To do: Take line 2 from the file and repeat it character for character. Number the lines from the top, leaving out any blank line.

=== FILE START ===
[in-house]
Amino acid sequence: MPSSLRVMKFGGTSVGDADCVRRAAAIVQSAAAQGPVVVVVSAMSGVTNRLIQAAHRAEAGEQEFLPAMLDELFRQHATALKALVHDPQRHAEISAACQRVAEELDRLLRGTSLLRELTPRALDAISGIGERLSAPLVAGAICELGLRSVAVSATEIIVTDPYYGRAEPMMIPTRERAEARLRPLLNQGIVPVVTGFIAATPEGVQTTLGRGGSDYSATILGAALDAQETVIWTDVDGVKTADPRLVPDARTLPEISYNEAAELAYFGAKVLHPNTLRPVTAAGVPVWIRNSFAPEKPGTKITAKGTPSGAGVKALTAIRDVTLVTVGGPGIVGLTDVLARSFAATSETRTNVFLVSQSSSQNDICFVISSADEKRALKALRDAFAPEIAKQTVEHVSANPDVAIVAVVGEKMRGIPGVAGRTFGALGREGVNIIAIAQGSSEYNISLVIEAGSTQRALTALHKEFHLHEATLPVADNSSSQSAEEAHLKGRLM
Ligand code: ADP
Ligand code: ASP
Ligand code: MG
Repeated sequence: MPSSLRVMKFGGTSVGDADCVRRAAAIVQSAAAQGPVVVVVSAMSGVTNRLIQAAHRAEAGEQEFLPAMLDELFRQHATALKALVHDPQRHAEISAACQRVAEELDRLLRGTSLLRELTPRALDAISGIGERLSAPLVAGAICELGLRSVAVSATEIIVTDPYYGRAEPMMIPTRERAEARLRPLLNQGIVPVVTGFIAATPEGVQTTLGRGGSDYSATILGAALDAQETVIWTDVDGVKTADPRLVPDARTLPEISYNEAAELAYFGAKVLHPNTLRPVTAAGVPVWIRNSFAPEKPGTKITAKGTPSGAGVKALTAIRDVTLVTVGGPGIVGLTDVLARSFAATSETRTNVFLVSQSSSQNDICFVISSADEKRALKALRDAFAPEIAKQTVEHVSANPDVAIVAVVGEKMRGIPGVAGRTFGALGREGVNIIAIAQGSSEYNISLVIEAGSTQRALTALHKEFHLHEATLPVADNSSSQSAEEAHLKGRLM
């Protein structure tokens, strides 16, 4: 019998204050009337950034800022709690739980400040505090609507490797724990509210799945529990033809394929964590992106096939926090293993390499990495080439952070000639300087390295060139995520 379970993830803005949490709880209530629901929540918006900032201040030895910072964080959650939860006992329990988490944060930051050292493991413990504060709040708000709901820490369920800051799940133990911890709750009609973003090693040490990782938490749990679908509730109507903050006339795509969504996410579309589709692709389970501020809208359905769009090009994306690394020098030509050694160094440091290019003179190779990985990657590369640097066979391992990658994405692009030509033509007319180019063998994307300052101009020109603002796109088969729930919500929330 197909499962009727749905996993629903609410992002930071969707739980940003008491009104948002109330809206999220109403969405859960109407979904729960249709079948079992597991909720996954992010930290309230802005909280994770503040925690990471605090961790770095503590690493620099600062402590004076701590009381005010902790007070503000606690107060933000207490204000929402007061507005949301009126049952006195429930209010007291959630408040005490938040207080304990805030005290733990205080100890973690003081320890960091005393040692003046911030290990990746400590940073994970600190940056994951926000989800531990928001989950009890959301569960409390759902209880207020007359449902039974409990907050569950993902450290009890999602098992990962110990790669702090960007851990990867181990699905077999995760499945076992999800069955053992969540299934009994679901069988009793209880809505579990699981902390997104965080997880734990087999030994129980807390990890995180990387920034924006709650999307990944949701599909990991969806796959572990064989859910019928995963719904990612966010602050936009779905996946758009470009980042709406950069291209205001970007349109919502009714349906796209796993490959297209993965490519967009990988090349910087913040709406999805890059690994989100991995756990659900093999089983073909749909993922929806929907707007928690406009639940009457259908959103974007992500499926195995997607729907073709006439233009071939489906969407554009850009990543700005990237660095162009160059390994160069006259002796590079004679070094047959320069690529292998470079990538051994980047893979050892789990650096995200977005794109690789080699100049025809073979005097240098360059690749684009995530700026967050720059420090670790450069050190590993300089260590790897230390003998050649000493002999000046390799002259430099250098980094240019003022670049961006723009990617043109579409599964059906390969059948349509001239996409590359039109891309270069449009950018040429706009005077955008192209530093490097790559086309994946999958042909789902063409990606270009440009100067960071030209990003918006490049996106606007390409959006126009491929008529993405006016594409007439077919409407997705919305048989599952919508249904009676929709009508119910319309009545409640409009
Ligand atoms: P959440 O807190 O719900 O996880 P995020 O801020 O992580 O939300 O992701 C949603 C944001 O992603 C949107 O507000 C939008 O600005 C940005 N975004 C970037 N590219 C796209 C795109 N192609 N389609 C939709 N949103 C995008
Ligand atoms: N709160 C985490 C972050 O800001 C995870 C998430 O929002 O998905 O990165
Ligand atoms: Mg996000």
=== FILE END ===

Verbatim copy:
Amino acid sequence: MPSSLRVMKFGGTSVGDADCVRRAAAIVQSAAAQGPVVVVVSAMSGVTNRLIQAAHRAEAGEQEFLPAMLDELFRQHATALKALVHDPQRHAEISAACQRVAEELDRLLRGTSLLRELTPRALDAISGIGERLSAPLVAGAICELGLRSVAVSATEIIVTDPYYGRAEPMMIPTRERAEARLRPLLNQGIVPVVTGFIAATPEGVQTTLGRGGSDYSATILGAALDAQETVIWTDVDGVKTADPRLVPDARTLPEISYNEAAELAYFGAKVLHPNTLRPVTAAGVPVWIRNSFAPEKPGTKITAKGTPSGAGVKALTAIRDVTLVTVGGPGIVGLTDVLARSFAATSETRTNVFLVSQSSSQNDICFVISSADEKRALKALRDAFAPEIAKQTVEHVSANPDVAIVAVVGEKMRGIPGVAGRTFGALGREGVNIIAIAQGSSEYNISLVIEAGSTQRALTALHKEFHLHEATLPVADNSSSQSAEEAHLKGRLM